Juice seems to be everywhere in the American diet, from apple juice at kids’ snack time to orange juice on every breakfast table. While I love the taste of juice as much as the next guy, when it comes to health, I know that choosing an actual fruit is the way to go. (and yes, this includes 100% fruit juice).
Here’s the deal: nature packages fruit in the perfect way by combining sugar with tons of fiber. Yes, you’re consuming some simple sugars, but by slowly consuming it along with slow-digesting fibers, you also slow down glucose absorption and minimize blood sugar spikes. When we instead take a fruit, squeeze out the sweet juice, and discard all of that wonderful fiber, we wind up absorbing way more sugar in a fraction of the time. This leads to blood sugars that climb too quickly and go far above the desired limit. If you have pre-diabetes, diabetes, or insulin resistance, this is exactly the type of sugar overload you want to avoid.
A large orange, for example, has ~15 grams of sugar mixed in with 4.5 grams of fiber, and it will probably take a while to eat. Your standard 12 ounce single-serving bottle of orange juice, on the other hand, has about 35 grams of sugar and no fiber– and most of us could drink that in a few minutes! Think about what a difference that makes for your blood sugar spikes.
Here are my tips for avoiding the fruit juice sugar spike:
- If you just can’t kick the craving for juice, try diluting it to cut the sugar. Mix with water for a milder flavor, or try mixing with seltzer for a bubbly alternative.
- Don’t be fooled by the healthy sound of “100% fruit juice”– although they may be pure natural juice, they are still incredibly high in sugar.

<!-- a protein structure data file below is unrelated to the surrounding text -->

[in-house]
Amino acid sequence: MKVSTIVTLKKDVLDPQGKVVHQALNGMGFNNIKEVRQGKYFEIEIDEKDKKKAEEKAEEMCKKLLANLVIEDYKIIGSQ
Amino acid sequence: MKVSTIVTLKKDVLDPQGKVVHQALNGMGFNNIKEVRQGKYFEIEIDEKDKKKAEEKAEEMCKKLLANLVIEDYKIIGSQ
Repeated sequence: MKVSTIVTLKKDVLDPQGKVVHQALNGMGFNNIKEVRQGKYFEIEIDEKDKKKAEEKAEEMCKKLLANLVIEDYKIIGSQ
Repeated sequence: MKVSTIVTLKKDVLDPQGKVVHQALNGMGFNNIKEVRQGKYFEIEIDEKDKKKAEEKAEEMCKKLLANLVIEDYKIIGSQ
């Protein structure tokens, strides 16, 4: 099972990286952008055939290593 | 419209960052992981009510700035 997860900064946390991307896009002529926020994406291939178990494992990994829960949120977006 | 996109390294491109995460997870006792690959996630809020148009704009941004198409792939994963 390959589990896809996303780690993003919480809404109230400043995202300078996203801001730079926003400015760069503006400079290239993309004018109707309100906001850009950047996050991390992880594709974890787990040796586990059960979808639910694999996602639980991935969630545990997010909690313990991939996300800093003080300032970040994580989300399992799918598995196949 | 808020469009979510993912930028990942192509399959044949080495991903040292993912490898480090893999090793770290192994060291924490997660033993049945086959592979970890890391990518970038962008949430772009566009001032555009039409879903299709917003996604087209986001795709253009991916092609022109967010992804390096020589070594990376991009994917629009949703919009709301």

- There are lower-sugar juice available on the market if you’re comfortable consuming non-nutrative sweeteners (aka artificial sweeteners without calories). Always check the label, though, to see just how much lower the total carbohydrates (which includes sugar) will be.
- If you’re used to drinking juice with certain meals/snacks, try substituting it with fruit if cutting it out cold turkey sounds too ambitious. If you like juice with breakfast, swap it for a small fruit cup, add berries to your pancakes or cereal, or slice up an orange for that same OJ flavor. If you usually choose juice for something sweet on the go, try a more portable fruit like grapes, clementines, or apples.
- Juice can actually be a better alternative than other sweeteners if you’re using it as an ingredient in place of table sugar or corn syrup, as you will still get some vitamins and minerals from juice but not from straight sugar. Try substituting a 100% fruit juice concentrate like apple or grape for granulated sugar in your baked goods, keeping in mind that the sugar content may be similar but the nutritive value is a bit better. You’ll likely need ~6oz juice for every 1 cup of sugar, and a bit less liquid as even juice concentrate contributes liquid.